The government issued orders to this effect on December 21 and 22, 2016. These were challenged in Allahabad High Court by an organisation called Dr B R Ambedkar Granthalaya Evam Jan Kalyan (this is the writ petition mentioned in the High Court order of March 29, 2017, which in turn is referred to in the government letter of June 24, 2019).
On January 24, 2017, the court directed the concerned officials at district level not to issue any caste certificate on the basis of the government orders dated December 21 and 22, 2016.
What is the distinction between an OBC and an SC?
The yardsticks for recognising specific castes as SC and OBC are distinct. While extreme social, educational and economic backwardness are common qualifications for both groups, SCs draw such backwardness from untouchability. For OBCs, apart from social, educational and economic backwardness, lack of adequate representation in government posts and services is a criterion. The positive rights guaranteed under the Constitution to SCs are to correct the historical wrongs of untouchability, and critics argue that addition of other castes in the group dilutes that guarantee.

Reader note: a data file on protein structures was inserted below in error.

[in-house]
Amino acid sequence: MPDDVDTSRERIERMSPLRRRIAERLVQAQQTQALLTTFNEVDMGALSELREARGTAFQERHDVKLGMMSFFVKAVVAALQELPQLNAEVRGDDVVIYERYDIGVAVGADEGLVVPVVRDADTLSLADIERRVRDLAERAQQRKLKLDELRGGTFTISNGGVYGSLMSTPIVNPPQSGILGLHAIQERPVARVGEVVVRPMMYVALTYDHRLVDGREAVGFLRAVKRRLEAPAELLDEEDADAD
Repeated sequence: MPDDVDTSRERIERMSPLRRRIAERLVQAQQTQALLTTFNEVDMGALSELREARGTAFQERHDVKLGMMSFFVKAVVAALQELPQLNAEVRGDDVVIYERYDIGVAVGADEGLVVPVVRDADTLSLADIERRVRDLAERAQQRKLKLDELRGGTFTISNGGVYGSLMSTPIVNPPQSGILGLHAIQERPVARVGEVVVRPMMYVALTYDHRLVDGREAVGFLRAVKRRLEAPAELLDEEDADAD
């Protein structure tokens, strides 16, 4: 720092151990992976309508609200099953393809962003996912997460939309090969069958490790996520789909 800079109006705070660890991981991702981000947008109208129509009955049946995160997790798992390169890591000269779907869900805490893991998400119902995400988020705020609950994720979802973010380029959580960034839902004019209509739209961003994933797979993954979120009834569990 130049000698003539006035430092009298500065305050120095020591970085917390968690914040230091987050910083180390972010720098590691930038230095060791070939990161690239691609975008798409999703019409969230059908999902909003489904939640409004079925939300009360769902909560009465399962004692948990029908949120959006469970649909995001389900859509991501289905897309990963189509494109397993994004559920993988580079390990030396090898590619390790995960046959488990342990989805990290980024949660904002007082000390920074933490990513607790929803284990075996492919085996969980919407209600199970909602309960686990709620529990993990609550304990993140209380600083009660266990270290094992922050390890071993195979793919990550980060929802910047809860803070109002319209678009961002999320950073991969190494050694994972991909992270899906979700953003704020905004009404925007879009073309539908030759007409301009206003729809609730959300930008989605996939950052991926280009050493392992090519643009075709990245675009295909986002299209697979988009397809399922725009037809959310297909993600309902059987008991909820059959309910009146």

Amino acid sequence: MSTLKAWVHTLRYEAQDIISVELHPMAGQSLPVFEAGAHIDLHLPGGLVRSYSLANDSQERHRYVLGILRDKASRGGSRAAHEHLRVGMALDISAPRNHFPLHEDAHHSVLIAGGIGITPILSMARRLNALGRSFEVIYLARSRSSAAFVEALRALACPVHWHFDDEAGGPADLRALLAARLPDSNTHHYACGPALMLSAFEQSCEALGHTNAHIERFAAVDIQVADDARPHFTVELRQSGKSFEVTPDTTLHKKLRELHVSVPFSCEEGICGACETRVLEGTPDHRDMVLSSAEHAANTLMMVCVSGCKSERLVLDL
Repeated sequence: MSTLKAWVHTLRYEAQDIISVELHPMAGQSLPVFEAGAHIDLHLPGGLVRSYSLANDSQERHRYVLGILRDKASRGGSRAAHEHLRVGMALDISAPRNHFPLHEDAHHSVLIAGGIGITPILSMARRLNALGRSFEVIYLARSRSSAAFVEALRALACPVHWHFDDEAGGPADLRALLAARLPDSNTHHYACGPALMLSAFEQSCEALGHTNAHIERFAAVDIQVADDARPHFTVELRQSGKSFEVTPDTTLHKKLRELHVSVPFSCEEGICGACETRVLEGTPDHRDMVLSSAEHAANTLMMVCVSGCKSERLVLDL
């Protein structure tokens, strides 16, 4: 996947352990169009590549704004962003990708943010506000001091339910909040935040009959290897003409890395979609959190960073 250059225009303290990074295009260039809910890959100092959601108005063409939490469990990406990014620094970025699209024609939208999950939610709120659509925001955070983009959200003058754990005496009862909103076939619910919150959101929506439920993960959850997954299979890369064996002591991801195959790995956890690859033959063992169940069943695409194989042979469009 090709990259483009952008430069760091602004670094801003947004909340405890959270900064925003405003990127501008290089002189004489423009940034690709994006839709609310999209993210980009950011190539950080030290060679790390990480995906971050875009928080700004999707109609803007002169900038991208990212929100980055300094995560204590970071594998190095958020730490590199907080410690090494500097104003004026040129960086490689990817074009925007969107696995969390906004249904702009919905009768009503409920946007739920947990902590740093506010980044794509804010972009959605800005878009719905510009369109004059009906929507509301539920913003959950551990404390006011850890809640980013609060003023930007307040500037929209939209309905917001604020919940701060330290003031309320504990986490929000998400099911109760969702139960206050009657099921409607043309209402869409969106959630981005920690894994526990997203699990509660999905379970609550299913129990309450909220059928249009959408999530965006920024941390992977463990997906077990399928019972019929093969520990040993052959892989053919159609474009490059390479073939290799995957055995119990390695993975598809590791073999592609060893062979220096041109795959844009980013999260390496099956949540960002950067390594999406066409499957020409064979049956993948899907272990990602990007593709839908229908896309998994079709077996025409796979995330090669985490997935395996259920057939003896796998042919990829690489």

So, what are the procedures for listing a caste as an SC?
Between 1950 and 1978, six Presidential Orders were issued recognising specific caste groups as SCs. The name ‘Scheduled Caste’ derives from the fact that this is annexed as a Schedule to the Constitution. Article 341(1) of the Constitution prescribes the procedure for regarding castes as “Scheduled Castes”. As per the procedure to make additions or deletions to the Schedule by amending the concerned Presidential Order for a state under Article 341(2), state governments first propose to modify the Schedule. Only proposals agreed by both the Registrar General of India and the National Commission for Scheduled Castes are introduced as a Bill in Parliament. This procedure was adopted by the Ministry of Social Justice and Empowerment in 1999 and was amended in 2002.
A similar provision exists for Scheduled Tribes under Article 342.